According to the foregoing characteristic of the present invention, the inter-track crosstalk of the audio signal can be reduced not depending solely on the azimuth loss and the audio signal can be recorded in a lower frequency band, thus allowing the modulated video signal to have a lower frequency band by that extent. In consequence, a narrower frequency band suffices for recording, allowing a lower head speed relative to the magnetic tape, a small diameter for the rotary head, and thus a small diameter for the cylindrical tape guide for the rotary head. Thus, a compact video tape recorder using a small amount of tape is made possible. In addition, the crosstalk can further be reduced by processing the signal and therfore the recording track width relative to the head gap width can be made narrower, whereby the recording density can further be enhanced.
FIG. 1 shows an embodiment of the audio signal recording circuit according to the present invention.
FIG. 2 shows an embodiment of the reproducing circuit according to the present invention.
FIG. 3 is a graphical representation useful to explain the elimination of unnecessary signal components by the compression and expansion processes.
FIG. 4 is a graphical representation showing illustratively the input/output characteristics of the compression and expansion processes.
FIG. 5 is a graphical representation showing illustratively the frequency spectrum of the recording signal processed by the circuit of the present invention.
FIG. 6 is a diagram showing illustratively the spatial relationship between the recording track and the magnetic head on the magnetic tape.
FIG. 7 is a graphical representation showing illustratively a test result useful to explain the effect of the present invention.
The present invention will now be described by way of example where the audio signal in the form of a frequency modulated signal is recorded and reproduced.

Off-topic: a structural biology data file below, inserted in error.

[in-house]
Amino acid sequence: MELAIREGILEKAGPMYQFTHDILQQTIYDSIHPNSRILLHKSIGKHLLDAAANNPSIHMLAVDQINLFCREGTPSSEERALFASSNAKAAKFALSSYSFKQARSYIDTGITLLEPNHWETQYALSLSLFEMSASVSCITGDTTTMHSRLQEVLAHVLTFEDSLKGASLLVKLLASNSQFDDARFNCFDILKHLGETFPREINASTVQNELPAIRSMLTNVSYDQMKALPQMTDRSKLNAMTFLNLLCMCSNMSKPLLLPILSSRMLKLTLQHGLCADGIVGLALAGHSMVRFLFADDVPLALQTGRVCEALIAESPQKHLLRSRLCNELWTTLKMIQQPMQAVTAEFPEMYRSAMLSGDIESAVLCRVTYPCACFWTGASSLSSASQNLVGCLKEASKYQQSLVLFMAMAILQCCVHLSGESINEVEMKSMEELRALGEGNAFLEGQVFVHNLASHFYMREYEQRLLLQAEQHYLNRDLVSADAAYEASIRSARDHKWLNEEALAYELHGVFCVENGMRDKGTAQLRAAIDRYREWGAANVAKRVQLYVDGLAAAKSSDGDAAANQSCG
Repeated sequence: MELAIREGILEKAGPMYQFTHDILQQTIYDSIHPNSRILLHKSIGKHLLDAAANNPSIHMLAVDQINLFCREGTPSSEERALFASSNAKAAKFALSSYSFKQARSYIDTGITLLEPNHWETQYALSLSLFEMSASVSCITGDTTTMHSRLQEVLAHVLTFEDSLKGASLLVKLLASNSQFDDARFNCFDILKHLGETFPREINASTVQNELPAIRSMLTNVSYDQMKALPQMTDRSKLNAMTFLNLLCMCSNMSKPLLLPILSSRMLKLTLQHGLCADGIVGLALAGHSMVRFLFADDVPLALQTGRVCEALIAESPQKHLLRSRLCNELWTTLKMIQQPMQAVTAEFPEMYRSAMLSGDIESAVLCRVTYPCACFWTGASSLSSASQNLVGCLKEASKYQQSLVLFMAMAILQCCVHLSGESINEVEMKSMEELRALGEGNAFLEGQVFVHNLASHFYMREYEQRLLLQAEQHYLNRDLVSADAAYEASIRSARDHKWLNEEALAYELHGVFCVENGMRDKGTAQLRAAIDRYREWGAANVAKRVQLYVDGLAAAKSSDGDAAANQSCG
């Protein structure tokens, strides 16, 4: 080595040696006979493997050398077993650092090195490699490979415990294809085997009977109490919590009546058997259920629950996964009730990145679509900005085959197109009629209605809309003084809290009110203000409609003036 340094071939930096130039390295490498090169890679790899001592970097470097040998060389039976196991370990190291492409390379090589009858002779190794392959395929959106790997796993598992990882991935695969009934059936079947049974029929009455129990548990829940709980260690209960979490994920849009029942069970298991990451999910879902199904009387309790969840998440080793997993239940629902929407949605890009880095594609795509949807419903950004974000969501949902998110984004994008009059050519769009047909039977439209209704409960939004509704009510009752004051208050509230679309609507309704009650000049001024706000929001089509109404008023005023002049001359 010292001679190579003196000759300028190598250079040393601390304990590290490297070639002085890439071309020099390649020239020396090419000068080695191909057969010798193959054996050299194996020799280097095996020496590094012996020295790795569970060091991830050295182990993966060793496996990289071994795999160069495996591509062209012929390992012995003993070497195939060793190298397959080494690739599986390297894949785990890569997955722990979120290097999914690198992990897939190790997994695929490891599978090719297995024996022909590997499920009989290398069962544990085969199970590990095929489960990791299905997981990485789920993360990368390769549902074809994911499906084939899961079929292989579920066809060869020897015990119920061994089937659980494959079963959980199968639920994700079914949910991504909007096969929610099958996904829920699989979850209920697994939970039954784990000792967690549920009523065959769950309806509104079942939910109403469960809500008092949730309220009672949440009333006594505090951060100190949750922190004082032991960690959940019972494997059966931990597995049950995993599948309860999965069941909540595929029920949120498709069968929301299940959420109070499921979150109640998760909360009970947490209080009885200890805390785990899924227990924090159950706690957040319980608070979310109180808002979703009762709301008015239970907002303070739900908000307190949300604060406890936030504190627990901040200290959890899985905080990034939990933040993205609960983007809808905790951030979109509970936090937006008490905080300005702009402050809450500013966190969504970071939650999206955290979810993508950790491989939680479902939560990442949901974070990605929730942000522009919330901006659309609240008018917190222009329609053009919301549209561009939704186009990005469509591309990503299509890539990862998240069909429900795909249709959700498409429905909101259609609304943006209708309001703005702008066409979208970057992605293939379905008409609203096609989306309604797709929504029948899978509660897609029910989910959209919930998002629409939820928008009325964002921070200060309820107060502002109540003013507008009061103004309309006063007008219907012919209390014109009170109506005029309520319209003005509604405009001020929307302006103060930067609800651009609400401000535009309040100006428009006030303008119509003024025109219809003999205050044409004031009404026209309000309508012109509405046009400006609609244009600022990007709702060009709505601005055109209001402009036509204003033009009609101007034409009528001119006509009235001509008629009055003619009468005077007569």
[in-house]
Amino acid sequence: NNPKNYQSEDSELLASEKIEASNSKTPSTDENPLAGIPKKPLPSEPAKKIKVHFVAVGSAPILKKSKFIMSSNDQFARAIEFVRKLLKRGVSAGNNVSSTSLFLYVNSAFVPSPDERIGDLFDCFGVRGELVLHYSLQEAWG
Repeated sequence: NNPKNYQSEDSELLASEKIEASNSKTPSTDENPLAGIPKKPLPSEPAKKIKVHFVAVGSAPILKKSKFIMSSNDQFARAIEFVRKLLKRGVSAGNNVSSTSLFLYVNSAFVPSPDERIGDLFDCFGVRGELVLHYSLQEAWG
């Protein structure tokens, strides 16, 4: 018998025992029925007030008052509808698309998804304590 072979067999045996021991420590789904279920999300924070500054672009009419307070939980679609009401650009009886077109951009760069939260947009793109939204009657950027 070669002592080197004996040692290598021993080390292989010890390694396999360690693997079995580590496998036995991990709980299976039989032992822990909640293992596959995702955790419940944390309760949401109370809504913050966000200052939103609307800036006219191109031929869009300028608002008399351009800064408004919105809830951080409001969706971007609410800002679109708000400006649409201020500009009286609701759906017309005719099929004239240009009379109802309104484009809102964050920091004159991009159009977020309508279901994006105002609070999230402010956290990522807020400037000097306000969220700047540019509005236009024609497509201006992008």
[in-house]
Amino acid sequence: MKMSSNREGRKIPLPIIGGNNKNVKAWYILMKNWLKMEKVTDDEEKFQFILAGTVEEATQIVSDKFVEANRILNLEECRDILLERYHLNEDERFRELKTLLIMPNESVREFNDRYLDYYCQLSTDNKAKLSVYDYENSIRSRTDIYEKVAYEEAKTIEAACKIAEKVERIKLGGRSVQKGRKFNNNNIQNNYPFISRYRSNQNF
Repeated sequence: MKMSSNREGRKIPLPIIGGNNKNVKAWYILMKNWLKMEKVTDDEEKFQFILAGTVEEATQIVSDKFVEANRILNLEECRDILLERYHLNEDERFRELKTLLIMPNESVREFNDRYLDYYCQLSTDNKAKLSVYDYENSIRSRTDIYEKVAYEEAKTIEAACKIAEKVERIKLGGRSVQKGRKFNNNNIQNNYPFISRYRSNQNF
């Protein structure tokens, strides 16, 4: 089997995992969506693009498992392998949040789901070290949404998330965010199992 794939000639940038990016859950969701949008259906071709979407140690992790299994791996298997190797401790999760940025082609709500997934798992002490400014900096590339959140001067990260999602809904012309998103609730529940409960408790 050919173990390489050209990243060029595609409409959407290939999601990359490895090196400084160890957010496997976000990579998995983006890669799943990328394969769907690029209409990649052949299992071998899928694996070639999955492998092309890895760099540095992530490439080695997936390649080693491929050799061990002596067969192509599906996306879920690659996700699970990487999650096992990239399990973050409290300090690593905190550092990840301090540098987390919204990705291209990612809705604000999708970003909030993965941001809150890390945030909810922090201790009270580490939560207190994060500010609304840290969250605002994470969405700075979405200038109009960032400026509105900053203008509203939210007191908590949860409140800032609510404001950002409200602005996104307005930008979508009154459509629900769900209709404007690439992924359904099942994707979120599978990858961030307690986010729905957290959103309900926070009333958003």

FIG. 1 is a block diagram showing an embodiment of the audio signal recording circuit applicable to video tape recorders of the rotary head type in which the frequency modulated audio signal is multiplexed to the video signal for recording. FIG. 2 is a block diagram showing an embodiment of the audio signal reproducing circuit which reproduces the audio signal recorded on the magnetic tape by the circuit shown in FIG. 1. In FIGS. 1 and 2, the recording and reproducing processes for the video signal have the same principle as in the common household video tape recorder, and illustration and detailed description of the video signal processing circuit will be omitted.
This embodiment exemplifies the characteristic to be varied in accordance with the amplitude of the audio signal as the amplitude characteristic, i.e., the dynamic range of the audio signal is varied.
The audio signal entered through the input terminal 1 is processed by the 1/2 compressing circuit 2 prior to recording so that the signal level of large amplitude portions decreases and the signal level of small amplitude portions increases as shown by the compression/expansion characteristics in FIG. 3. The compressing circuit 2 halves the dynamic range of the audio signal in accordance with the compression characteristic shown by line l1 in FIG. 4. In FIG. 3, Rd signifies the dynamic range of the audio signal and Ln signifies the noise level which may be introduced during recording of audio signal due to recording circuit characteristics.